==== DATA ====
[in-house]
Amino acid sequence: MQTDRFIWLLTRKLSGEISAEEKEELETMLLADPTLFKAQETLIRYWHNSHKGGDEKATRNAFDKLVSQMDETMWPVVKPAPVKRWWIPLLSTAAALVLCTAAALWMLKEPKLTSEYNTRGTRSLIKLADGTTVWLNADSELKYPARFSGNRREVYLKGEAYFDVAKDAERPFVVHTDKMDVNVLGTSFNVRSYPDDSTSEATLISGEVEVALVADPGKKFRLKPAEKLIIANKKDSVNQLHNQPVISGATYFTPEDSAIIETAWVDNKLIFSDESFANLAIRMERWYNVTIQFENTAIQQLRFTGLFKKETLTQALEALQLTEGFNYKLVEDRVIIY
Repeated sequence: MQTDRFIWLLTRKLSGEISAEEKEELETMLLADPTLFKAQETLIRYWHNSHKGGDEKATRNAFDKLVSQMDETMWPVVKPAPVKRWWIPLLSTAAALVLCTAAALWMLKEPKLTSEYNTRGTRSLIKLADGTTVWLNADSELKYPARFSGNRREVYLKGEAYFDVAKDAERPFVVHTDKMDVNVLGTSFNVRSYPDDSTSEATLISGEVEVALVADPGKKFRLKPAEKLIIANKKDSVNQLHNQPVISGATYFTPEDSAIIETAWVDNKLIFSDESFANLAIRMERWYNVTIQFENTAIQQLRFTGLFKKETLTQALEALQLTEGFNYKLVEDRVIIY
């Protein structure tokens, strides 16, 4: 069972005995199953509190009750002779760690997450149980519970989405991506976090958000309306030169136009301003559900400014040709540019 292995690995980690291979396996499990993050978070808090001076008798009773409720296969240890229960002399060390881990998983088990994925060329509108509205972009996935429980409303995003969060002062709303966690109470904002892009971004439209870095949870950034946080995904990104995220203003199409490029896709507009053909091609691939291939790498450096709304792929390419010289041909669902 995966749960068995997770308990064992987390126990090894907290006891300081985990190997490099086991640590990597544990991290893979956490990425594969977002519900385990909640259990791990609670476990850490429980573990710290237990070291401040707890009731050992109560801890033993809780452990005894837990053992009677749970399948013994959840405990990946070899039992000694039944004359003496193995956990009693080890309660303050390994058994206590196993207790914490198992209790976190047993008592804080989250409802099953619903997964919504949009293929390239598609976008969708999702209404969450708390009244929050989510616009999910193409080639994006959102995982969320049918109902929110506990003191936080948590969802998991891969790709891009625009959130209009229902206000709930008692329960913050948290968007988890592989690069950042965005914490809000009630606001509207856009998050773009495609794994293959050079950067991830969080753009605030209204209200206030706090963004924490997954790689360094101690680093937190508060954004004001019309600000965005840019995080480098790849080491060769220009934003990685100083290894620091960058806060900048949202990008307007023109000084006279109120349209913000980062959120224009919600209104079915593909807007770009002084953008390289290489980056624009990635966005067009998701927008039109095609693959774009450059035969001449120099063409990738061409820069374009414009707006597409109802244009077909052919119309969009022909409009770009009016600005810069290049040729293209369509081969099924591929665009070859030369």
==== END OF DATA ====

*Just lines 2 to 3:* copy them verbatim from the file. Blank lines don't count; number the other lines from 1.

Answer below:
Amino acid sequence: MQTDRFIWLLTRKLSGEISAEEKEELETMLLADPTLFKAQETLIRYWHNSHKGGDEKATRNAFDKLVSQMDETMWPVVKPAPVKRWWIPLLSTAAALVLCTAAALWMLKEPKLTSEYNTRGTRSLIKLADGTTVWLNADSELKYPARFSGNRREVYLKGEAYFDVAKDAERPFVVHTDKMDVNVLGTSFNVRSYPDDSTSEATLISGEVEVALVADPGKKFRLKPAEKLIIANKKDSVNQLHNQPVISGATYFTPEDSAIIETAWVDNKLIFSDESFANLAIRMERWYNVTIQFENTAIQQLRFTGLFKKETLTQALEALQLTEGFNYKLVEDRVIIY
Repeated sequence: MQTDRFIWLLTRKLSGEISAEEKEELETMLLADPTLFKAQETLIRYWHNSHKGGDEKATRNAFDKLVSQMDETMWPVVKPAPVKRWWIPLLSTAAALVLCTAAALWMLKEPKLTSEYNTRGTRSLIKLADGTTVWLNADSELKYPARFSGNRREVYLKGEAYFDVAKDAERPFVVHTDKMDVNVLGTSFNVRSYPDDSTSEATLISGEVEVALVADPGKKFRLKPAEKLIIANKKDSVNQLHNQPVISGATYFTPEDSAIIETAWVDNKLIFSDESFANLAIRMERWYNVTIQFENTAIQQLRFTGLFKKETLTQALEALQLTEGFNYKLVEDRVIIY